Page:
Can also be a potential hazard as they are occasionally found along the coast. If one stings you do not rub the affected area, as this will cause more pain. Spray the area with cold seawater and apply ice (if available).

Dogs and Cattle
It's always good practice (and a legal requirement on 'open access' land) to keep your dog on a lead around farm animals and horses, for your own safety and for the welfare of the animals. A farmer may shoot a dog which is attacking or chasing farm animals without being liable to compensate the dog's owner.

However, if cattle or horses chase you and your dog, it is safer to let your dog off the lead - don't risk getting hurt by trying to protect it. Your dog will be much safer if you let it run away from a farm animal in these circumstances and so will you.

Everyone knows how unpleasant dog mess is and it can cause infections, so always clean up after your dog and get rid of the mess responsibly - 'bag it and bin it'. Make sure your dog is wormed regularly to protect it, other animals and people.
Cliffs and Landslides
Keep well away from all cliff edges as they may be dangerously undercut by erosion. Do not walk at the foot of chalk cliffs as they are unstable and rocks/debris may fall.
Storms and rain
Gales are the most common cause of damage and disruption in the UK. In the event of a storm Stay indoors as much as possible and if you are outside, avoid water and find a low-lying open place that is a safe distance from trees, poles or metal objects. Visit the Met Office for further details on how to keep safe in a thunderstorm.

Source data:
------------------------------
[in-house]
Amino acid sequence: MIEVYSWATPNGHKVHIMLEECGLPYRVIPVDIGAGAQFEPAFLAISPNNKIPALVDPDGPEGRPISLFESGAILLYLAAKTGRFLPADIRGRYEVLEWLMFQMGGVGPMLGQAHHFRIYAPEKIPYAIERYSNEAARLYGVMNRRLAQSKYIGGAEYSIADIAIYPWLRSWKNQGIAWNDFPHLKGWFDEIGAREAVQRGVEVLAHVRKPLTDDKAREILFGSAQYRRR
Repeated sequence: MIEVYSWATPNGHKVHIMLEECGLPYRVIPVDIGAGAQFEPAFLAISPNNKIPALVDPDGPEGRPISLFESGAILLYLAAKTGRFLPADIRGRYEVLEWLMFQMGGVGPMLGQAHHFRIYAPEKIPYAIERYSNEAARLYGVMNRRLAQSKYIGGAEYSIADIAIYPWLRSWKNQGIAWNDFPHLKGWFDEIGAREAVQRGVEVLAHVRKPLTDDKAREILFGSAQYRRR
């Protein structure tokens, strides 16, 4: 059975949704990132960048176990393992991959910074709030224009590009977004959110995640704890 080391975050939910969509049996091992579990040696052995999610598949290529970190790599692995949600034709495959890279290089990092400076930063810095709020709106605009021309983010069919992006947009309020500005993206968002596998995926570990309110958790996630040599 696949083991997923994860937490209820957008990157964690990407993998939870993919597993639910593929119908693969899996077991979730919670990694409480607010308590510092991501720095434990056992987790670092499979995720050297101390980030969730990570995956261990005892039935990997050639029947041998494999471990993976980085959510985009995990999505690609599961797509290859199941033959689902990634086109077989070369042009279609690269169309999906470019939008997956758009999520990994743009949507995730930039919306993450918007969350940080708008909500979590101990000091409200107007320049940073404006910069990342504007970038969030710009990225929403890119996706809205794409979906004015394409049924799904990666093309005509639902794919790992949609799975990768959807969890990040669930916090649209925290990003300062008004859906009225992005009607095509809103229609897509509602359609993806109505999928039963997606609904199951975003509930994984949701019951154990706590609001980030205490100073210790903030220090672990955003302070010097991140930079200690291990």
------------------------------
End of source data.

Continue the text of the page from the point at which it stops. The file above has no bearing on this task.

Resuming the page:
Stay Safe in a Thunderstorm
Ice
Ice can form over the surface of garden ponds, lakes and even rivers during exceptionally cold periods. It can also form over road surfaces, cars, building and vegetation in the form of black ice, frost or snow. Visit the Met Office for more information on types of Ice.
Types of Ice

Dress for the conditions

Dress to Impress

There's nothing more British than talking about the weather! Two in five Brits turn to the weather as a conversation-starter when they need to get a chat going, with the average person spending the equivalent of more than six months of their life talking about the weather.

Follow the 3 'P's before heading out and you won't go far wrong

Plan - Prepare - Proceed

Plan
Research your route before you set off. The internet is a fantastic source of information with many websites detailing pre-planned routes, including distances, terrain, difficulty and also, points of interest. Mobile apps and maps are great, but unfortunately internet connections aren't always reliable. Take a map with you, tell others where you are going and check the weather forecast!
Prepare
Be ready for anything the British countryside can throw at you. Take water, food, waterproof clothing and wear suitable footwear for the conditions. Remember, you can always take layers of clothing off in hot weather, but cannot put it on if you've left your best sweater in the wardrobe and it's freezing cold. In sunny conditions wear sunscreen and reapply regularly throughout the day.
Proceed
Enjoy yourself. Give yourself plenty of time to complete your walk, especially in winter with shortened daylight hours. Be prepared to turn back if you get tired or are struggling with conditions, you can always come back another day.

Contact Information

Contact Number When to contact them
East Riding Customer Services 01482 393939 General enquiries
Foreshores 01262 678255 Coastal enquiries such as chalets, beach wheelchairs etc.
Countryside Access Team 01482 395201 Public rights of way,
Emergency Services (e.g. Fire and Rescue, Coastguard etc.) 999 In the event of emergencies only

Check the Weather

If heading into the great outdoors, remember to check the weather and plan accordingly. Weather can change quickly.

Visit MET Office

Check the tides

If you have a fun day at the beach planned, be sure to know local tide times so you don't get caught out on rock pools or swimming.

Visit TideTimes.org